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Bullying and Its Effects

Bullying is defined as the use of force, coercion or threat to abuse, dominate or intimidate someone else (Wikipedia). Normally, there is an imbalance of power, sometimes related to roles, gender or an individual being seen as more vulnerable than the bully. There are many ways that people can be bullied, ranging from physical violence and verbal abuse to cyberbullying. According to psychology today, approximately 25% of students in junior high and high school report being bullied by peers.

Bullies tend to be individuals who are looking for social acceptance, unbothered by anxiety and often hostile. Relationships with others, including family members are strained but the bullies see themselves in a very positive light. They choose their victims by singling out people who are submissive, have a smaller peer group and lack confidence.

Bullying can have short and long-term consequences for both the bully and the bullied child. For the victim, some of the short-term effects of being bullied are as follows:

  • Lower academic scores than peers

  • Sleep problems

  • Low self-esteem

  • Changes in appetite

  • Anxiety and depression

  • School avoidance

  • Symptoms such as headaches and stomach ache with no known cause

Without intervention to stop the bullying, the victim can have long-term effects. Some of these residual problems as a result of being bullied are:

  • Chronic depression and anxiety

  • Suicidal thoughts, plans and attempts

  • Low self-esteem

  • Substance abuse

  • Post-traumatic stress disorder

  • Difficulty establishing strong, healthy relationships

We often overlook the individual who is doing the bullying. They also suffer from the consequences of their actions. While it is difficult to feel sorry for the bully, it is important to recognize that people who engage in this behaviour do so for a reason. If no intervention is done, these individuals will continue to bully others. The short-term consequences of the bullies’ actions are:

  • Difficulty maintaining relationships

  • The risk of substance abuse

  • School suspensions and skipping school

  • Poor grades

Without intervention, these behaviours may continue into adulthood. The long term consequences of their actions are as follows:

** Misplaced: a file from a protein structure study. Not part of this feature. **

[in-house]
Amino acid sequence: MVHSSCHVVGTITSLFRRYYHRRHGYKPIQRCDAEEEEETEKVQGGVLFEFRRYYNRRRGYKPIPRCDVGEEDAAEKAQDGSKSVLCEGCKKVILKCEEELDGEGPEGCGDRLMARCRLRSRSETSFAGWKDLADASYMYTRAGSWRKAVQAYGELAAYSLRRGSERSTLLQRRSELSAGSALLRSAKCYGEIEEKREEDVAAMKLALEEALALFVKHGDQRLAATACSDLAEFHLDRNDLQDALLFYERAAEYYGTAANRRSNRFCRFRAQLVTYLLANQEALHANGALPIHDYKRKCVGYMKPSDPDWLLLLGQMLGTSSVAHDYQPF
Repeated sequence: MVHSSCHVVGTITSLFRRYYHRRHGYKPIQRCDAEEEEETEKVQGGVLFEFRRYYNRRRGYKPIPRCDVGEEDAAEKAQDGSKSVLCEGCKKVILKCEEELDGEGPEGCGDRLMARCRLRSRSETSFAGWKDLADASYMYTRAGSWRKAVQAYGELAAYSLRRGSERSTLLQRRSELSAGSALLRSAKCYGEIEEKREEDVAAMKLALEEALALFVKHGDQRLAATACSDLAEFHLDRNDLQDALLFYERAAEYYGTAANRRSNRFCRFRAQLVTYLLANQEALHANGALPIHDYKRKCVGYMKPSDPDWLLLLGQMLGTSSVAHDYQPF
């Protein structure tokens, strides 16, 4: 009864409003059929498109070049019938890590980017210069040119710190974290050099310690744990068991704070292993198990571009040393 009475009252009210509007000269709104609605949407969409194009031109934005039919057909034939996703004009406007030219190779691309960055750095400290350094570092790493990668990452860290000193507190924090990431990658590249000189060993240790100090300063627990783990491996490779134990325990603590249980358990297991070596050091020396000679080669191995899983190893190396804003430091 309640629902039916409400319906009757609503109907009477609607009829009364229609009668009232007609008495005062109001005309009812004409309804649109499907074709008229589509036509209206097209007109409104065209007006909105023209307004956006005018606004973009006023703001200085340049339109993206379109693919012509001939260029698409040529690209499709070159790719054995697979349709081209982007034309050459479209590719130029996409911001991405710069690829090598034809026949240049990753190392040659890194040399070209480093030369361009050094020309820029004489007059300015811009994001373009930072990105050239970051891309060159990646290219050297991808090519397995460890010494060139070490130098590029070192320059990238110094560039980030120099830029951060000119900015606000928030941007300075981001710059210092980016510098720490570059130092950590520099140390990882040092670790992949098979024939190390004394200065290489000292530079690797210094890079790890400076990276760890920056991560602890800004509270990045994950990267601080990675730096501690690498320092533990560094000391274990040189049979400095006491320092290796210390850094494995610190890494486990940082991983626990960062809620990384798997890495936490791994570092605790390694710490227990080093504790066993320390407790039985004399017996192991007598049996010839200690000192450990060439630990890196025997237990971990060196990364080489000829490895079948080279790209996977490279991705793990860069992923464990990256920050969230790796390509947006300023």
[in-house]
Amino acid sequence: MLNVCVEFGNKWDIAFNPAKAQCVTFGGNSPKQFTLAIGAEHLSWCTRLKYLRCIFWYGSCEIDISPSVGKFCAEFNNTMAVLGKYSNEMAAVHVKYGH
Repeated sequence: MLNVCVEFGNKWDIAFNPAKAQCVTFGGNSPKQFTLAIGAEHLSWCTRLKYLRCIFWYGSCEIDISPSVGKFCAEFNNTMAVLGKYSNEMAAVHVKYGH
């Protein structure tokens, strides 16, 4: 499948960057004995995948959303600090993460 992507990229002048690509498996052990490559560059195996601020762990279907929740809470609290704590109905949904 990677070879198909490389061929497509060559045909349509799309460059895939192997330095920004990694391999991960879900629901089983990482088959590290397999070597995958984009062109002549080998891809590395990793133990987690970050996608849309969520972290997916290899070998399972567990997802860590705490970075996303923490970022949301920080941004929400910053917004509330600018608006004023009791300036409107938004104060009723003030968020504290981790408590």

• Anti-social behaviour

  • At risk for continuing the pattern of abuse, only with a spouse or child

  • Unemployment

  • More likely to be uneducated

  • More likely to abuse substances

Parents can equip their children to make them more resilient and less likely to be the target of a bully. Establishing a trusting, open relationship with their children is important so parents can intervene quickly in the event of bullying. It is also important for parents to model a respectful compassionate relationship with others. Children model the behaviours they see at home. Parents can and should teach their children how to be respectful towards others and assertive so they can get their needs met and be able to stand up for themselves.

Socialization at an early age is a good way for children to learn acceptable and unacceptable behaviour with peers, as well as learn right from wrong. Teach your child how bullying occurs. Often, bullying will start with verbal harassment and depending on how the victim responds, it will either continue or the bully will find another victim. That said, you should also teach your child to intervene if they see another child being bullied. The best interventions are to

  1. Physically join the victim, turn from the bully and walk away – preferably towards an adult for help. Teaching children how to recognize when they are being bullied and to walk away from a bully is the first defence. They should question the bully and use phrases such as “Why would you say that” and “Why would you tell me … and hurt my feelings?” Children can also try using sentences that begin with “I want” and state exactly what they want to be changed. These can include sentences like “I want you to stop bullying me.” Then agree with the individual. Phrases relating to the verbal assault such as “Yes, I am … but I am good at it.” deter the bully from continuing the assault. If a victim answers the teasing with statements but doesn’t tease the bully back, research has shown that the teasing often stops. If your child is highly emotional, you might role-play at home so your child can learn to control their emotions, as well as rehearse a potential dialogue to use.

  2. The second defence is to establish a strong peer group, and for parents to foster those relationships. That peer group is the people who will have your children’s back should they become a victim of bullying and they will be the first ones to stand up for the victim. When your child is being bullied, it is important for the child to get other kids to join them by waving their hands and shouting that they need help. They should verbally confront the bully and then walk away. Not only does this deter a bully, but it also allows the victim to gather witnesses who can back them up.

If the child is at all worried about safety, it is important that they shout for a teacher or adult or dial 911 if needed.

There are plenty of resources available online and at the library for different types of bullying. Remember that there are long-term consequences for both victims and bullies and early intervention is important.


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